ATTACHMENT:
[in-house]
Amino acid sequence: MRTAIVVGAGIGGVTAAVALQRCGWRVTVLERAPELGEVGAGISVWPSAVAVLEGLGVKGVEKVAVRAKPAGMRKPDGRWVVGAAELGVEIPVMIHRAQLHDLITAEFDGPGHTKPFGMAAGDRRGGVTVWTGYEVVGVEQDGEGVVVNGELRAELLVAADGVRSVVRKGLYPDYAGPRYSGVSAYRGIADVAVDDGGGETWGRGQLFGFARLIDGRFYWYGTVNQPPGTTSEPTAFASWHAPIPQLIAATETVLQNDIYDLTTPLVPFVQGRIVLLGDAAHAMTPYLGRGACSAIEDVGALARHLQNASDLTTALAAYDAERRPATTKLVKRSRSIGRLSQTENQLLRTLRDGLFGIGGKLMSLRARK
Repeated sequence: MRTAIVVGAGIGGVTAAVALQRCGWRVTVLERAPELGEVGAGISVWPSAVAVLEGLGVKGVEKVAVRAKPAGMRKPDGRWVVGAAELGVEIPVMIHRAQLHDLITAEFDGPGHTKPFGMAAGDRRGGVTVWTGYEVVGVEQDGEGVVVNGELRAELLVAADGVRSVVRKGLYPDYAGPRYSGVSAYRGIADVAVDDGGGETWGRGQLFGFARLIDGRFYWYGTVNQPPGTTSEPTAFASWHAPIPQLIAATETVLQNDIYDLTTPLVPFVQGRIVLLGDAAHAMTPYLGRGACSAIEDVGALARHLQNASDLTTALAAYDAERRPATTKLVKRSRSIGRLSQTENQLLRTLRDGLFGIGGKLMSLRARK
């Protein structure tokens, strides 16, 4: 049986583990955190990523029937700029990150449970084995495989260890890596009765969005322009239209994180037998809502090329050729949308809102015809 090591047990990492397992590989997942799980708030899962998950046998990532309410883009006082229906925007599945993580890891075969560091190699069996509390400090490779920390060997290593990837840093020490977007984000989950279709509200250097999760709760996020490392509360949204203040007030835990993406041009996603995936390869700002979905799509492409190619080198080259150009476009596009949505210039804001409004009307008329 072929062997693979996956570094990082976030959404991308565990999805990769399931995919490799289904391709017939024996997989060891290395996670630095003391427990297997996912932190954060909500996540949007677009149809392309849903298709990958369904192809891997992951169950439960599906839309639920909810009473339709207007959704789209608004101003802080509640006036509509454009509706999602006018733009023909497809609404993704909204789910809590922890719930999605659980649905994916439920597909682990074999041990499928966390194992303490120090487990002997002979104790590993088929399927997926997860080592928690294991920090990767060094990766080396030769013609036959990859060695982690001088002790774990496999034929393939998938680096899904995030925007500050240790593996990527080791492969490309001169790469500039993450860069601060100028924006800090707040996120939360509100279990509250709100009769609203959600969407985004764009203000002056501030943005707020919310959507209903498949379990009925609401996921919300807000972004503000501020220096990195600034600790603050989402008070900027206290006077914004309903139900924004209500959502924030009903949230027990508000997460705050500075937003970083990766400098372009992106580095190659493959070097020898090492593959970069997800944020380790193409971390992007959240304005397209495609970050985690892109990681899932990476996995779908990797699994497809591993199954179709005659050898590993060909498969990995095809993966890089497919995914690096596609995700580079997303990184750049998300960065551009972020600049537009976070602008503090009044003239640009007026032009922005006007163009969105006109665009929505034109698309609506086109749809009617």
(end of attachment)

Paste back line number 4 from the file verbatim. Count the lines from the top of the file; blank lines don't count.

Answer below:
């Protein structure tokens, strides 16, 4: 049986583990955190990523029937700029990150449970084995495989260890890596009765969005322009239209994180037998809502090329050729949308809102015809 090591047990990492397992590989997942799980708030899962998950046998990532309410883009006082229906925007599945993580890891075969560091190699069996509390400090490779920390060997290593990837840093020490977007984000989950279709509200250097999760709760996020490392509360949204203040007030835990993406041009996603995936390869700002979905799509492409190619080198080259150009476009596009949505210039804001409004009307008329 072929062997693979996956570094990082976030959404991308565990999805990769399931995919490799289904391709017939024996997989060891290395996670630095003391427990297997996912932190954060909500996540949007677009149809392309849903298709990958369904192809891997992951169950439960599906839309639920909810009473339709207007959704789209608004101003802080509640006036509509454009509706999602006018733009023909497809609404993704909204789910809590922890719930999605659980649905994916439920597909682990074999041990499928966390194992303490120090487990002997002979104790590993088929399927997926997860080592928690294991920090990767060094990766080396030769013609036959990859060695982690001088002790774990496999034929393939998938680096899904995030925007500050240790593996990527080791492969490309001169790469500039993450860069601060100028924006800090707040996120939360509100279990509250709100009769609203959600969407985004764009203000002056501030943005707020919310959507209903498949379990009925609401996921919300807000972004503000501020220096990195600034600790603050989402008070900027206290006077914004309903139900924004209500959502924030009903949230027990508000997460705050500075937003970083990766400098372009992106580095190659493959070097020898090492593959970069997800944020380790193409971390992007959240304005397209495609970050985690892109990681899932990476996995779908990797699994497809591993199954179709005659050898590993060909498969990995095809993966890089497919995914690096596609995700580079997303990184750049998300960065551009972020600049537009976070602008503090009044003239640009007026032009922005006007163009969105006109665009929505034109698309609506086109749809009617």